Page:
For a standard yellow-emitting poly-(phenylenevinylene) polymer, the product of these factors results in an external efficiency of 4%.

For all colours, much effort is invested into optimising these factors to obtain higher efficiencies.

Ofcourse, for a full colour device the colours red, green, and blue are required. Much progress in the efficiencies of these polymers has been made over the last couple of years. Major improvements in device efficiency can be obtained by using so-called triplet emitters as dyes.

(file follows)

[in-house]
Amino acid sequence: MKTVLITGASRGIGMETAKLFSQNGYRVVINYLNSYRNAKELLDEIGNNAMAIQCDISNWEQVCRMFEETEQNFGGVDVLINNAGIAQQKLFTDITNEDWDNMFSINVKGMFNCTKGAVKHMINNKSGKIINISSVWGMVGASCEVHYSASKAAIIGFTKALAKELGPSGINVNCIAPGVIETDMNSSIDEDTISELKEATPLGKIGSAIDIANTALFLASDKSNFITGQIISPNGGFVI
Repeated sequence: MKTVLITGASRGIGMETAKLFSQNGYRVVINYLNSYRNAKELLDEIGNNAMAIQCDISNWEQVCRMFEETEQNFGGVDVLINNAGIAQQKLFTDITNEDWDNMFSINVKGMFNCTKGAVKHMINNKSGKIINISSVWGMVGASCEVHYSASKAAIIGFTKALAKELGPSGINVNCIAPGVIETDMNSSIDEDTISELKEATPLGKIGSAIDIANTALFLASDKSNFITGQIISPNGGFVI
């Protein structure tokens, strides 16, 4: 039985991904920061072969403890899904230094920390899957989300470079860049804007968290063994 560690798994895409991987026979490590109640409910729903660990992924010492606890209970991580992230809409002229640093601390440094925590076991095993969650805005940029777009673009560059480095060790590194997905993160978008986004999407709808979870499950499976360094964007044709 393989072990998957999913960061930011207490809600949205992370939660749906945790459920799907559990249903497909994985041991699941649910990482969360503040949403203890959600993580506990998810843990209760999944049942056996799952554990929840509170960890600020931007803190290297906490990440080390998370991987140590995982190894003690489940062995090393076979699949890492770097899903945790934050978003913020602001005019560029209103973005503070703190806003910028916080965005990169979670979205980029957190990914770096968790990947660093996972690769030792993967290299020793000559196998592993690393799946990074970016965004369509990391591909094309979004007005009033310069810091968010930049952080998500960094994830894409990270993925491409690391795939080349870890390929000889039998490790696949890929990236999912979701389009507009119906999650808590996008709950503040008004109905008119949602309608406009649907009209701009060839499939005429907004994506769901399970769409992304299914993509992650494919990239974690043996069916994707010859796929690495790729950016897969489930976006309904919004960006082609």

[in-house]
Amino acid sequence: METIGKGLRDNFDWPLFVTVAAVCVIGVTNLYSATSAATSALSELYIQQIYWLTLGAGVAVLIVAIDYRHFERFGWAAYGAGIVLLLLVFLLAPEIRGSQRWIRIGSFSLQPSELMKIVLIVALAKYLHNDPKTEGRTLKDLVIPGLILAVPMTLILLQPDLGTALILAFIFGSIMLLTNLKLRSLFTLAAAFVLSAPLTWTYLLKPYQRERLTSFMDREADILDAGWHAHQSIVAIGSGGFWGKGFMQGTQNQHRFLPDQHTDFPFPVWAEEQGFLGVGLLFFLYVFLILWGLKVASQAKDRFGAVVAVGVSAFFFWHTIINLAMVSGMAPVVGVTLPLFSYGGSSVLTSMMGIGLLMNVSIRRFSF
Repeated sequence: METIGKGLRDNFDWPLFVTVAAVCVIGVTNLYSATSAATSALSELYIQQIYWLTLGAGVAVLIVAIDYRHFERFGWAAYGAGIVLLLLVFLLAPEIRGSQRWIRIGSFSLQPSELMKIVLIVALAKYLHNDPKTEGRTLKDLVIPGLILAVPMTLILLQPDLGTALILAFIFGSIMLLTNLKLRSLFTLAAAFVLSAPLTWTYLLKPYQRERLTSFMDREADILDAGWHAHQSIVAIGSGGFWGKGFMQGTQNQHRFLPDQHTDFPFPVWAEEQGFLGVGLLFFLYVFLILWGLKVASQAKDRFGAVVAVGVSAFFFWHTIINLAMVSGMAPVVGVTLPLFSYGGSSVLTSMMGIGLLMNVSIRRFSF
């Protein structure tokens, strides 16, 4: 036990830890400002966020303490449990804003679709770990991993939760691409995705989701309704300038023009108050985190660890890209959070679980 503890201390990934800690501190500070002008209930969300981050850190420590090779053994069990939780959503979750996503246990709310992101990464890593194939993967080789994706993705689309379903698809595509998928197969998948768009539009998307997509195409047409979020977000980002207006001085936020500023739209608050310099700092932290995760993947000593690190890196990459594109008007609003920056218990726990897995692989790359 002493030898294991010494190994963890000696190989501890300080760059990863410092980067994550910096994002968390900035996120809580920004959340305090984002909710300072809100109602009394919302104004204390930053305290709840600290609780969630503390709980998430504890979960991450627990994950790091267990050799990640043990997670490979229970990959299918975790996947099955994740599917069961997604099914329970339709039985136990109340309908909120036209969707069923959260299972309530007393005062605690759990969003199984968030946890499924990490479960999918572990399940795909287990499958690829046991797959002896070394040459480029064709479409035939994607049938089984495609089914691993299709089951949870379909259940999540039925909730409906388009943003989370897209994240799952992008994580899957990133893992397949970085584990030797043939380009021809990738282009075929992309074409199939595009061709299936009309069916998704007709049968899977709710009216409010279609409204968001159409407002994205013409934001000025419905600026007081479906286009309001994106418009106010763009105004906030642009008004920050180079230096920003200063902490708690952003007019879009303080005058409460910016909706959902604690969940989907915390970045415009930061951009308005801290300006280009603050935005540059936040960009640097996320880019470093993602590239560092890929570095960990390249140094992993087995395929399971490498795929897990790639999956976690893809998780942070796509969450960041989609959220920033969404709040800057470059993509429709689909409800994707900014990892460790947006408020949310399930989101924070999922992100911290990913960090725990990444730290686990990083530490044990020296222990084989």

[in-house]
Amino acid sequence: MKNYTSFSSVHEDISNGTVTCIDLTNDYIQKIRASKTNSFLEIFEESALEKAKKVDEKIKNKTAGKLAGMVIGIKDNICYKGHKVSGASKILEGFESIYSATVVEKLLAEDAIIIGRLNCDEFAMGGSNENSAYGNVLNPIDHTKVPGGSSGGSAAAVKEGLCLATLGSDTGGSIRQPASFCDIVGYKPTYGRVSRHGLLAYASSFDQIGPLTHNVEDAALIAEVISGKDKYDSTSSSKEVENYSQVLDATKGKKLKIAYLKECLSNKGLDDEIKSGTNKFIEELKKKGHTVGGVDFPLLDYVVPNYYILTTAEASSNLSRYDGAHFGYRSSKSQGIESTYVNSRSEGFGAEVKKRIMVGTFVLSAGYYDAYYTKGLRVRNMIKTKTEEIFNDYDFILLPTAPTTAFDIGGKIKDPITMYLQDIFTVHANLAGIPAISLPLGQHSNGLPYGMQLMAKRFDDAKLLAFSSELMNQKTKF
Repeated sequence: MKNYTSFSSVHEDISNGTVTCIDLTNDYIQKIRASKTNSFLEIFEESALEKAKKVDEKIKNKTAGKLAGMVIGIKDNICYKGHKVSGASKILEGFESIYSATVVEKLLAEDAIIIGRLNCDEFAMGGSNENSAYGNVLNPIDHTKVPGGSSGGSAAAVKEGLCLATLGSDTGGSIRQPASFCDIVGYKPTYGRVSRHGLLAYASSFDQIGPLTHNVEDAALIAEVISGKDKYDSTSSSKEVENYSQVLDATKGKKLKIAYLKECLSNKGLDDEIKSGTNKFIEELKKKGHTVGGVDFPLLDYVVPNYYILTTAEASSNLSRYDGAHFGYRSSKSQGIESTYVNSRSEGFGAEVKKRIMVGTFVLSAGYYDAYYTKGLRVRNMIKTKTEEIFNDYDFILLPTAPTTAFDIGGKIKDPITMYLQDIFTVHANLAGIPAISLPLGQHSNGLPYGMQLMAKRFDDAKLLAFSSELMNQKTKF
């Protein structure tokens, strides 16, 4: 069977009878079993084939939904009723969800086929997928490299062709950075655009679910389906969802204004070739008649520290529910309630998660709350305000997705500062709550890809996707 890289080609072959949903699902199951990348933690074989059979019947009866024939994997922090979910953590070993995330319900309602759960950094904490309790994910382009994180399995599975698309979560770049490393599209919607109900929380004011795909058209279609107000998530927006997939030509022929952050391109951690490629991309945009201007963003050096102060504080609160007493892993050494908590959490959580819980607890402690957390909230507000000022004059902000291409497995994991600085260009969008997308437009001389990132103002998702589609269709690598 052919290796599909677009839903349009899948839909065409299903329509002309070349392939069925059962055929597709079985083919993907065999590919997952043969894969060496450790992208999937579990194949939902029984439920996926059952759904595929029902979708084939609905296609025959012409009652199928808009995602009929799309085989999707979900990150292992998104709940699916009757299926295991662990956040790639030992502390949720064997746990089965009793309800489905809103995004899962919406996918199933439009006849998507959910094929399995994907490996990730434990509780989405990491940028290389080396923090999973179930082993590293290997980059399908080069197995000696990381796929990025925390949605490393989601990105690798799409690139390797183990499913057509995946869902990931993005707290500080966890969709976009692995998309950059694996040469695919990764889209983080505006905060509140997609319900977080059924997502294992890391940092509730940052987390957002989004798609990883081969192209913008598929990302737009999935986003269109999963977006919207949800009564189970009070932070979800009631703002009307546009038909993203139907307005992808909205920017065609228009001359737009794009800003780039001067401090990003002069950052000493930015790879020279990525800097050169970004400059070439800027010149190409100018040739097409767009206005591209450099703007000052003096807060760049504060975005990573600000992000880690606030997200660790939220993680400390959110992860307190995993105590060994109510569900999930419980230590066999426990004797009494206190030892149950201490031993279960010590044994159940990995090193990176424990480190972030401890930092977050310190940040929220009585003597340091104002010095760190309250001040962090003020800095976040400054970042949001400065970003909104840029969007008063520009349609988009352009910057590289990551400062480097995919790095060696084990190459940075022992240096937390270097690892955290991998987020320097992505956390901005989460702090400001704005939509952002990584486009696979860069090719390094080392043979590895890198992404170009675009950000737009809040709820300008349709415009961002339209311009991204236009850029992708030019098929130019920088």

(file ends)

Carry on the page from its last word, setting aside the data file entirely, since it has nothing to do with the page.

Besides efficiency, another important issue for polyLEDs is their stability.

This can be enhanced by improving the stability of the light-emitting material, by improving the stability of the device (eg, the lifetime strongly depends on the type of cathode), and/or by improving the processing conditions.

By improving the materials and the device properties, the stability of polyLEDs has improved over the years up to 40,000 hours for the standard yellow material at room temperature.